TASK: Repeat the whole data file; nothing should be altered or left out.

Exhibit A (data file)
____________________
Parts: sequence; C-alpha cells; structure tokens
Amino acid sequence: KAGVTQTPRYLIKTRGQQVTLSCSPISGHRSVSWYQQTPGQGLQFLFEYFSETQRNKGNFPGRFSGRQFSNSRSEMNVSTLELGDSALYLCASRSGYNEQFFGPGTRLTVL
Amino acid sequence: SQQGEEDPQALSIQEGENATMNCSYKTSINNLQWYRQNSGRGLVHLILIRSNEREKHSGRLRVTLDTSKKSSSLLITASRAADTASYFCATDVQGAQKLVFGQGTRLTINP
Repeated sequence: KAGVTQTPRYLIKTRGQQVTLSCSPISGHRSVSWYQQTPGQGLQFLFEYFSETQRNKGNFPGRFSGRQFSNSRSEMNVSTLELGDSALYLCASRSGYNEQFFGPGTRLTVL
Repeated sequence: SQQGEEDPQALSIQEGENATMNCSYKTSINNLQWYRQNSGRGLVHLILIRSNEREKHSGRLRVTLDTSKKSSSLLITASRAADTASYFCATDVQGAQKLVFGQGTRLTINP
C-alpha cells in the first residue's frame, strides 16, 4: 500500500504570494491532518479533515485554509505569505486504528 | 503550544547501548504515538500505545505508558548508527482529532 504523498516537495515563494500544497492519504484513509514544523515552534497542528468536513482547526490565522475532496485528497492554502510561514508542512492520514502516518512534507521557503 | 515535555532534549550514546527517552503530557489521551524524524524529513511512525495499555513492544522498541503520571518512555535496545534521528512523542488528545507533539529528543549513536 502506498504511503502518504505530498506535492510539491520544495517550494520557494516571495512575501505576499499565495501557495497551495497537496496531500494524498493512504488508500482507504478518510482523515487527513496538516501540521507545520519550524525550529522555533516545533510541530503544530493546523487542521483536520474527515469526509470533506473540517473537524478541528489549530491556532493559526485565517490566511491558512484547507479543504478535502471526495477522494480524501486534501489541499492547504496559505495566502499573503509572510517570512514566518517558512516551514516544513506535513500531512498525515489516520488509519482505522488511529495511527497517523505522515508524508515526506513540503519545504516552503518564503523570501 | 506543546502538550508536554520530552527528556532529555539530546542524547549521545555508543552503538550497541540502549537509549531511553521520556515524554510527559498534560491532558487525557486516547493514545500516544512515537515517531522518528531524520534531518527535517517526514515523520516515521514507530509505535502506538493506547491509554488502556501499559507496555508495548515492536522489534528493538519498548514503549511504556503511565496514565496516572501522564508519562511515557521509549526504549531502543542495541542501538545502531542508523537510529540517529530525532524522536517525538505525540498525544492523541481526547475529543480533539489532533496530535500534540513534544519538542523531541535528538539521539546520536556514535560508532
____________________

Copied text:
Parts: sequence; C-alpha cells; structure tokens
Amino acid sequence: KAGVTQTPRYLIKTRGQQVTLSCSPISGHRSVSWYQQTPGQGLQFLFEYFSETQRNKGNFPGRFSGRQFSNSRSEMNVSTLELGDSALYLCASRSGYNEQFFGPGTRLTVL
Amino acid sequence: SQQGEEDPQALSIQEGENATMNCSYKTSINNLQWYRQNSGRGLVHLILIRSNEREKHSGRLRVTLDTSKKSSSLLITASRAADTASYFCATDVQGAQKLVFGQGTRLTINP
Repeated sequence: KAGVTQTPRYLIKTRGQQVTLSCSPISGHRSVSWYQQTPGQGLQFLFEYFSETQRNKGNFPGRFSGRQFSNSRSEMNVSTLELGDSALYLCASRSGYNEQFFGPGTRLTVL
Repeated sequence: SQQGEEDPQALSIQEGENATMNCSYKTSINNLQWYRQNSGRGLVHLILIRSNEREKHSGRLRVTLDTSKKSSSLLITASRAADTASYFCATDVQGAQKLVFGQGTRLTINP
C-alpha cells in the first residue's frame, strides 16, 4: 500500500504570494491532518479533515485554509505569505486504528 | 503550544547501548504515538500505545505508558548508527482529532 504523498516537495515563494500544497492519504484513509514544523515552534497542528468536513482547526490565522475532496485528497492554502510561514508542512492520514502516518512534507521557503 | 515535555532534549550514546527517552503530557489521551524524524524529513511512525495499555513492544522498541503520571518512555535496545534521528512523542488528545507533539529528543549513536 502506498504511503502518504505530498506535492510539491520544495517550494520557494516571495512575501505576499499565495501557495497551495497537496496531500494524498493512504488508500482507504478518510482523515487527513496538516501540521507545520519550524525550529522555533516545533510541530503544530493546523487542521483536520474527515469526509470533506473540517473537524478541528489549530491556532493559526485565517490566511491558512484547507479543504478535502471526495477522494480524501486534501489541499492547504496559505495566502499573503509572510517570512514566518517558512516551514516544513506535513500531512498525515489516520488509519482505522488511529495511527497517523505522515508524508515526506513540503519545504516552503518564503523570501 | 506543546502538550508536554520530552527528556532529555539530546542524547549521545555508543552503538550497541540502549537509549531511553521520556515524554510527559498534560491532558487525557486516547493514545500516544512515537515517531522518528531524520534531518527535517517526514515523520516515521514507530509505535502506538493506547491509554488502556501499559507496555508495548515492536522489534528493538519498548514503549511504556503511565496514565496516572501522564508519562511515557521509549526504549531502543542495541542501538545502531542508523537510529540517529530525532524522536517525538505525540498525544492523541481526547475529543480533539489532533496530535500534540513534544519538542523531541535528538539521539546520536556514535560508532